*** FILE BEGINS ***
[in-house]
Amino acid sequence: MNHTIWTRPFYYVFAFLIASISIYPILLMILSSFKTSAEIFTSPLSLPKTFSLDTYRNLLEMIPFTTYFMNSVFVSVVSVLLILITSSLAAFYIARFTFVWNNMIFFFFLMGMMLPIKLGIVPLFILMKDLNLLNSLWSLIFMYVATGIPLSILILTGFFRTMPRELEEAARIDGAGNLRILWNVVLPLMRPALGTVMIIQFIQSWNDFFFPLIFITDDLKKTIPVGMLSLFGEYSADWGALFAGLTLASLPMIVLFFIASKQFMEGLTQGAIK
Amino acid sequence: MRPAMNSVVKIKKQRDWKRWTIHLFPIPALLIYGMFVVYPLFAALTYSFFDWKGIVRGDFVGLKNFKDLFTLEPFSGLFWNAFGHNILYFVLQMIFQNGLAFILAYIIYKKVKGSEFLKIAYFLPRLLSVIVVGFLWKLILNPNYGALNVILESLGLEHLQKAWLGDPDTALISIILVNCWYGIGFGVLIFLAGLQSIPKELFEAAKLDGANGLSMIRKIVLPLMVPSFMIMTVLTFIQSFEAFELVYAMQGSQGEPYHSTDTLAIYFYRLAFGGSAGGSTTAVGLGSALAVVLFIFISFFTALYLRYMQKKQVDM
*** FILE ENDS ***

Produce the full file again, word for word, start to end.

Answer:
[in-house]
Amino acid sequence: MNHTIWTRPFYYVFAFLIASISIYPILLMILSSFKTSAEIFTSPLSLPKTFSLDTYRNLLEMIPFTTYFMNSVFVSVVSVLLILITSSLAAFYIARFTFVWNNMIFFFFLMGMMLPIKLGIVPLFILMKDLNLLNSLWSLIFMYVATGIPLSILILTGFFRTMPRELEEAARIDGAGNLRILWNVVLPLMRPALGTVMIIQFIQSWNDFFFPLIFITDDLKKTIPVGMLSLFGEYSADWGALFAGLTLASLPMIVLFFIASKQFMEGLTQGAIK
Amino acid sequence: MRPAMNSVVKIKKQRDWKRWTIHLFPIPALLIYGMFVVYPLFAALTYSFFDWKGIVRGDFVGLKNFKDLFTLEPFSGLFWNAFGHNILYFVLQMIFQNGLAFILAYIIYKKVKGSEFLKIAYFLPRLLSVIVVGFLWKLILNPNYGALNVILESLGLEHLQKAWLGDPDTALISIILVNCWYGIGFGVLIFLAGLQSIPKELFEAAKLDGANGLSMIRKIVLPLMVPSFMIMTVLTFIQSFEAFELVYAMQGSQGEPYHSTDTLAIYFYRLAFGGSAGGSTTAVGLGSALAVVLFIFISFFTALYLRYMQKKQVDM